Lobbyist for tribes resigns under fire

WASHINGTON — Lobbyist Jack Abramoff, whose fees to Indian gaming tribes propelled his law firm to the top lobbying ranks, resigned Wednesday as a Senate investigation prepares to turn a spotlight on more than $45 million in fees he and a public relations executive have garnered from four tribes.

"Greenberg Traurig has accepted Jack Abramoff’s resignation from the firm, effective today. Last Friday, Feb. 27, 2004, Mr. Abramoff disclosed to the firm for the first time personal transactions and related conduct which are unacceptable to the firm," said Richard Rosenbaum, the firm’s managing director.

Abramoff and Michael Scanlon, a former spokesman for House Majority Leader Tom DeLay, R-Texas, signed up newly wealthy tribes for lobbying and public affairs work during the past three years that cost as much as some of the nation’s biggest corporate interests pay to influence public policy. Abramoff also advised the tribes to give $2.9 million in federal political contributions, two-thirds of it to Republicans.

The huge fees and political contributions have spawned battles within the tribes, with some members complaining that they cannot understand why a few tribal leaders have spent such sums for so little in return. Abramoff also advised the tribes to give hundreds of thousands of dollars to obscure groups that appear to have no connection to Indian concerns, including one — American International Center — that has been one of Greenberg Traurig’s largest clients.

Scanlon, responding earlier this week to e-mailed questions about American International Center, which is located at an address associated with him in Rehoboth Beach, Del., said the center was a firm he had created. Scanlon had agreed to an interview Wednesday morning but canceled it abruptly.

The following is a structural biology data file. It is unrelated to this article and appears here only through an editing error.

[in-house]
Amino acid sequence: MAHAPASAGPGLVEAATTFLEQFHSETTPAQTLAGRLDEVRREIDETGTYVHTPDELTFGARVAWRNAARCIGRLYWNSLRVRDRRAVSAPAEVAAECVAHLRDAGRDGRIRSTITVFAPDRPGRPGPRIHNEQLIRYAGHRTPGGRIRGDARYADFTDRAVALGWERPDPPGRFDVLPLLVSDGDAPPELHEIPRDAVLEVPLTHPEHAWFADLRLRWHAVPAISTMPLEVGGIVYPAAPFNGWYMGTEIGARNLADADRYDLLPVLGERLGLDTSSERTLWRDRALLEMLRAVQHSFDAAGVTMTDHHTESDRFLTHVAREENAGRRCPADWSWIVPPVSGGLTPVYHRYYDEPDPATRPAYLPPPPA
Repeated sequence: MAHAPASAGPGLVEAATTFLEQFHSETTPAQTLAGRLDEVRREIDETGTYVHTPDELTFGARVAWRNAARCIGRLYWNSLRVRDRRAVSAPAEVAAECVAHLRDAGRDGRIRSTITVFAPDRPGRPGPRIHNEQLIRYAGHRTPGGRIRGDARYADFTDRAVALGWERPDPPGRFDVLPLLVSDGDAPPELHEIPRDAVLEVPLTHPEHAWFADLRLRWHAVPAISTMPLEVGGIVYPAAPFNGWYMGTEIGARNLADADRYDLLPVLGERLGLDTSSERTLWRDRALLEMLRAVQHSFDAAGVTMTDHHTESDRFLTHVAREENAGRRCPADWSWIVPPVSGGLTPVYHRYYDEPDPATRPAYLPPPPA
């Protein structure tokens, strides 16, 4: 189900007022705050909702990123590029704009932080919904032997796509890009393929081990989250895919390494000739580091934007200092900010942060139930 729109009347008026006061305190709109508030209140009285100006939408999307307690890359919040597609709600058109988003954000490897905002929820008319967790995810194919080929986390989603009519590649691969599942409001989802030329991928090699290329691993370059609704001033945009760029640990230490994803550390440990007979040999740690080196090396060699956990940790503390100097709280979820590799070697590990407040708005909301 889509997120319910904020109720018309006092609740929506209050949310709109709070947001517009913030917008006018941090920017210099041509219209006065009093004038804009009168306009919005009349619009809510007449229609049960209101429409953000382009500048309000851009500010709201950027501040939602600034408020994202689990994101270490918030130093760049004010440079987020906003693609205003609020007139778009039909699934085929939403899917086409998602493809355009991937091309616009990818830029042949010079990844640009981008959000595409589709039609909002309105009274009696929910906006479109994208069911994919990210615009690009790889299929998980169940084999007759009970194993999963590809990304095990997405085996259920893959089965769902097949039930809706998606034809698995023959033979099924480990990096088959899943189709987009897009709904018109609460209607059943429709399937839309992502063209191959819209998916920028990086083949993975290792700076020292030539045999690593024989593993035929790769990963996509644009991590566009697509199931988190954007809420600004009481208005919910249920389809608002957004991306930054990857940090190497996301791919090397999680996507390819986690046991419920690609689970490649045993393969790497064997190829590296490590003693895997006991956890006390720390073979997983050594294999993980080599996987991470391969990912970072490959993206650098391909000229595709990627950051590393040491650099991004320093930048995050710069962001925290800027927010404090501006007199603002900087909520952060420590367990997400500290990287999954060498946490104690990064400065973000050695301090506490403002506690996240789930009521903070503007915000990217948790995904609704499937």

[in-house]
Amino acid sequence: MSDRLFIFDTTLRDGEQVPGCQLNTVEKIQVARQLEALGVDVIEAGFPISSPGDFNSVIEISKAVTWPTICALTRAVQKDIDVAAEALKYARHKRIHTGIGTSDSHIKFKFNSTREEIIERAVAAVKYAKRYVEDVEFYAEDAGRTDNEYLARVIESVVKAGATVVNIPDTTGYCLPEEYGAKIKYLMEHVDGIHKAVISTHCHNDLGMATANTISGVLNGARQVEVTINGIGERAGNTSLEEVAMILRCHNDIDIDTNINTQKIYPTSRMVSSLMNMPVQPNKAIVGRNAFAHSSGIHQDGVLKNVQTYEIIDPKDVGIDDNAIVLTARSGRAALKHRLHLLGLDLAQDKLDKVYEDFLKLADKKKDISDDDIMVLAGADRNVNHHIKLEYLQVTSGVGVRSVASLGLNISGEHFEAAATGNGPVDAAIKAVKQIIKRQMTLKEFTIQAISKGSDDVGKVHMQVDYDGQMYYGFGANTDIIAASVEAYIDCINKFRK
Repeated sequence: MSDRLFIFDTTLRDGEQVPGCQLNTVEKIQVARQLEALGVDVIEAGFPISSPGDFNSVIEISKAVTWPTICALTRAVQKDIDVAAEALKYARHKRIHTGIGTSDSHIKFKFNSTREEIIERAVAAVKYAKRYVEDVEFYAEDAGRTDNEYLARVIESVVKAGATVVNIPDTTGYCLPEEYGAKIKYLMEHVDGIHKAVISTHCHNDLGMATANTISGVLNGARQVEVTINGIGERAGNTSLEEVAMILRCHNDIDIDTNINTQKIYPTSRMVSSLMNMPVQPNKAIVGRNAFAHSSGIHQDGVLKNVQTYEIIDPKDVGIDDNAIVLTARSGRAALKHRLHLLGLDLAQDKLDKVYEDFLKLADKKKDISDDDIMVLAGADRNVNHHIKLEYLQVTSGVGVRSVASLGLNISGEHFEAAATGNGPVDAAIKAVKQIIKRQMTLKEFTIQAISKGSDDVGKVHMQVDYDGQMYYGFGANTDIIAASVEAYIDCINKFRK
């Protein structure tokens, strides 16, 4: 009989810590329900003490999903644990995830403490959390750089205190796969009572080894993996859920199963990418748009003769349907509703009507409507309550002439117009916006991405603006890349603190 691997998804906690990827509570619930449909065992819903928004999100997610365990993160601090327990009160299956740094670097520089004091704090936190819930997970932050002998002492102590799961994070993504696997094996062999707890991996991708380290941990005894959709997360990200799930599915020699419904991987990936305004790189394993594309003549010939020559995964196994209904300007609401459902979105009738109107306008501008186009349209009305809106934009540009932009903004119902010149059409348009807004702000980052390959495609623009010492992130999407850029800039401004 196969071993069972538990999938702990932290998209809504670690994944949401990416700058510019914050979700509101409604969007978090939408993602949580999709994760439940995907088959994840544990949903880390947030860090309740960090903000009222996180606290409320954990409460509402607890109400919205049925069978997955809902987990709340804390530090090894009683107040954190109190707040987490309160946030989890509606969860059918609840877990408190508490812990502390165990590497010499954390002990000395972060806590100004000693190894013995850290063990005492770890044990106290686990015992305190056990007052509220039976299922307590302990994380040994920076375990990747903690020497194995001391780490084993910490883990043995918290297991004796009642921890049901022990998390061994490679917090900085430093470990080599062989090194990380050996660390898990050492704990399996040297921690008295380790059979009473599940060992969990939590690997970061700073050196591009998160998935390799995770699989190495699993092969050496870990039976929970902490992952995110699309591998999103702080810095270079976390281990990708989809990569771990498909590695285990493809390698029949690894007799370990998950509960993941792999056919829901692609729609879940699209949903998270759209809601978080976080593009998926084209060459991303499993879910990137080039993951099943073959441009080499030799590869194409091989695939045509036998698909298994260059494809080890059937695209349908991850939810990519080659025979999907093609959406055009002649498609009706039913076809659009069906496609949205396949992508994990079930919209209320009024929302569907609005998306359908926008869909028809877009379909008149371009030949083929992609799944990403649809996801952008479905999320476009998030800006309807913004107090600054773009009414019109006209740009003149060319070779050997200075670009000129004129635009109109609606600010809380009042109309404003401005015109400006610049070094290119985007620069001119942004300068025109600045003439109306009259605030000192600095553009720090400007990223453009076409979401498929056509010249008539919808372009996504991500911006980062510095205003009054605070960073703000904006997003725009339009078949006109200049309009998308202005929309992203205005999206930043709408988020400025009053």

Sen. John McCain, R-Ariz., and the Senate Indian Affairs Committee this week launched an investigation into Abramoff and Scanlon’s work for the tribes after their activities were detailed Feb. 22 in a Washington Post story. A congressional aide familiar with the progress said Wednesday that McCain "is committed to going forward with the investigation."

Rosenbaum said Greenberg Traurig has retained outside lawyer Henry Schuelke to conduct an internal investigation. While Abramoff’s fees of $180,000 a month to each of four tribes were the subject of much notice in the lobbying world, Rosenberg said he was "not aware of any allegations of impropriety before."

Rosenbaum said he does not know all the facts yet, or whether there was any illegality involved in Abramoff and Scanlon’s activities. Abramoff resigned by mutual agreement with the firm, he said. "We saw enough that we felt we had to have a mutual parting of the ways," he said. "When we see something that we feel we don’t want to have going on here, we act."

Even the huge fees to Greenberg Traurig — totaling $15.1 million, according to federal lobbying reports — are dwarfed by public relations fees charged by Scanlon’s Capitol Campaign Strategies, a firm Abramoff recommended to the tribes for grass-roots work. Scanlon, 33, made more than $30 million, contracts and tribal documents show.

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